For most people I know travelling is a hassle best avoided. Not so for me. I am still pretty fond of it, even when it isn’t normally the most productive of times for me (which opens up the side question of why airports, train stations and most hotels don’t offer some free wifi as a complimentary service?). Some of the good things include:
– free newspapers on planes (and I do enjoy sifting through paper not screens at times) and if you’re kind you may even get a few free drinks
– depending on airline even the food is good on the planes (Iberia was pretty neat this time)
– on a 7 hour flight one can write some blog posts drafts – provided you’re able to take a capable laptop with you
And travelling can provide you with some very welcome inspiration, perspective and (sometimes) outright mind-blowing stuff you learn when you look and observe closely (this guy caressing his Kindle on the airport in Madrid – and a total absence of iPads so far; getting a cold douche refresher on how different we Europeans are after all; how easy-going and nice-to-have the regular traveling American can be; how I enjoy the coffehouse-bookstore hybrid, pictured left is the Trident bookstorecafé).
So it’s fitting that travelling is a prerequisite to meeting most people from my Enterprise 2.0 consulting industry – for instance when I was at Lotusphere 2010 in January I’ve met Marcia Connor in person (after following her on the internets, esp. twitter for a while) – and we’ll meet each other again, when I was in London for the Social Business Summit meeting people alone rendered my trip worthwhile. It’s an easy formula: No travel – no meeting my worldwide peergroup. And hanging out together on the internet has some obvious time-zone downsides you only avoid by travelling.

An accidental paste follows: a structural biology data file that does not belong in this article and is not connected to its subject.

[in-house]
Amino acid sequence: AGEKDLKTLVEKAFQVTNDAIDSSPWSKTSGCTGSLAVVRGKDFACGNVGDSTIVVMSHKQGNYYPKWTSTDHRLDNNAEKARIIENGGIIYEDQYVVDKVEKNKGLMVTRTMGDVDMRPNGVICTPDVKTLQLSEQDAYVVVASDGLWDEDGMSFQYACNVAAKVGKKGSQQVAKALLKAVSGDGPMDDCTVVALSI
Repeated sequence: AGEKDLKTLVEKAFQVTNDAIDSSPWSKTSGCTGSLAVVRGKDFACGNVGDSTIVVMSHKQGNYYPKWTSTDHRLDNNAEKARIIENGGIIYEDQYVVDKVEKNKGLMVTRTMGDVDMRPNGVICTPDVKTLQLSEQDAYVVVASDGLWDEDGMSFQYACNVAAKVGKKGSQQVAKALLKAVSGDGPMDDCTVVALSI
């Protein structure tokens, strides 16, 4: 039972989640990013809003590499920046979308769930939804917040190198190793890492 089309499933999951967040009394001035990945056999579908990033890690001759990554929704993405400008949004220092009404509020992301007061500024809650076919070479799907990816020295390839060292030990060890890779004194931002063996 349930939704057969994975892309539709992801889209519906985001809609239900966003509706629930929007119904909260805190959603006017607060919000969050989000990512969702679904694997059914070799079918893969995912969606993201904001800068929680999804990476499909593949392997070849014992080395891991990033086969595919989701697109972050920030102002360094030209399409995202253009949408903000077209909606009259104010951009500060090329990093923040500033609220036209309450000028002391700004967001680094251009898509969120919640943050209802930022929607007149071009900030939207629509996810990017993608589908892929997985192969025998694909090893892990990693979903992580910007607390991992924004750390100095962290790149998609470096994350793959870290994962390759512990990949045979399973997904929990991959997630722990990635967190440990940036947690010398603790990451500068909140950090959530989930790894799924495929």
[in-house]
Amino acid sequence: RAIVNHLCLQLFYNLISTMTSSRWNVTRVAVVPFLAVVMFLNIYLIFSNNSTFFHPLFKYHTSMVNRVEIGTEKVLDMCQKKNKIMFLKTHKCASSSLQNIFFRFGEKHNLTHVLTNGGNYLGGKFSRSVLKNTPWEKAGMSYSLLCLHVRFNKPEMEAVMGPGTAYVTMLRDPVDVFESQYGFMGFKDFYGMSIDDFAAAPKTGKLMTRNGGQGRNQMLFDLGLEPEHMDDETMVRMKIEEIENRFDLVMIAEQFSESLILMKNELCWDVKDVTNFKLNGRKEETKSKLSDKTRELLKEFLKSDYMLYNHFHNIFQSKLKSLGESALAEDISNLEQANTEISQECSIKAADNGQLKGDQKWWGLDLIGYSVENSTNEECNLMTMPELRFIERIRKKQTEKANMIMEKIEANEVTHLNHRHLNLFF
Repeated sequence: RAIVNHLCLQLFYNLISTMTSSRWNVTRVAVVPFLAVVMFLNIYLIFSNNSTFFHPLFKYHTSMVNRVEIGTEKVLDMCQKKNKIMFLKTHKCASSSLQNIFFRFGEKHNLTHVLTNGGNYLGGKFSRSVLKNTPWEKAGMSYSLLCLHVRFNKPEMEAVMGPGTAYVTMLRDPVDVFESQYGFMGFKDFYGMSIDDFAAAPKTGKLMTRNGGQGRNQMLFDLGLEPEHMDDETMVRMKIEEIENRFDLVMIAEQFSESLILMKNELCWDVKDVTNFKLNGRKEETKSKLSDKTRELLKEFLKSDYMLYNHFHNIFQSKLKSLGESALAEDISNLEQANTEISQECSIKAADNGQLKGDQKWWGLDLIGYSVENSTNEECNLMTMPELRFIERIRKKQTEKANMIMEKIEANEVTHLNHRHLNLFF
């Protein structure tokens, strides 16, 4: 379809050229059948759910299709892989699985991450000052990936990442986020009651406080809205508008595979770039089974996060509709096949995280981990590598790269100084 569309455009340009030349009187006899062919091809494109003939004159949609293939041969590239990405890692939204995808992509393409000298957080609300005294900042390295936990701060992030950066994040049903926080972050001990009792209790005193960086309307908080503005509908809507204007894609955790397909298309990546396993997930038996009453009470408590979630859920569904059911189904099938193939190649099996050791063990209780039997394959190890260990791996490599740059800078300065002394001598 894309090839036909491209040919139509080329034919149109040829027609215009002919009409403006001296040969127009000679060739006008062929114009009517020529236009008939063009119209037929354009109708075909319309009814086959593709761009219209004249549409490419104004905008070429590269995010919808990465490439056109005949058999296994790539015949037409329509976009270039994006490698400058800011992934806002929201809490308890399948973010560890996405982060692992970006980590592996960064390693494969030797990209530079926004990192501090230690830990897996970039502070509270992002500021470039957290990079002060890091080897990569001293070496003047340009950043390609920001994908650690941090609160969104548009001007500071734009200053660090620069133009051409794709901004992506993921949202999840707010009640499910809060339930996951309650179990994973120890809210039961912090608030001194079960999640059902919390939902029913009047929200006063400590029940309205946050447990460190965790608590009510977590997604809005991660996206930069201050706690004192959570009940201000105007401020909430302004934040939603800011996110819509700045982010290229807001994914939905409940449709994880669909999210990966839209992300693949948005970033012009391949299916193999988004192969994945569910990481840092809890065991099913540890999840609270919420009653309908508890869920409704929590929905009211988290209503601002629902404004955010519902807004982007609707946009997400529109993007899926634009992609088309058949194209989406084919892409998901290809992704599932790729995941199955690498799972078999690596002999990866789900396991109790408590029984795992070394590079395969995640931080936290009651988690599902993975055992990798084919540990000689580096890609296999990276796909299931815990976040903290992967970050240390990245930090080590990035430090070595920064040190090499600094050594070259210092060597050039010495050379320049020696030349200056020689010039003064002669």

So it’s a good idea to make the trip cross the pond at times to meet these people that don’t come to Europe regularly. Valid for the US share of Enterprise 2.0 people (practitioners and vendors both don’t care so much for travelling to Europe in E2.0 business, for the latter ones this is a bit strange. With consultants and thought-leaders it’s a totally different story).
And this time it’s the Enterprise 2.0 conference, starting here in Boston on Monday. For this I’ve got a lot of mails and contact requests by vendors in the last days. Sorry guys, I haven’t reacted that much, one reason is that I don’t know yet what my schedule will look like (I am registered as press and sometimes press they’ve got some press appointments, treats or who knows – I would bet on it being here similar), the other reason being that I planned to browse around the exhibition venue on my own terms, check out what’s interesting and seek more information when necessary. So I may turn out to be not a totally lost contact, OK?
OK, my timetable for Monday to Thursday is filling with sessions and things to see and do quickly (starting with Dion Hinchcliffe early Monday morning), some peer-group socializing, tweet-ups and odd small-talk in the halls. I am probably waving a bit, too. Don’t hesitate to get in touch with me and the others there or in real life – I traveled a long distance for exactly this 😉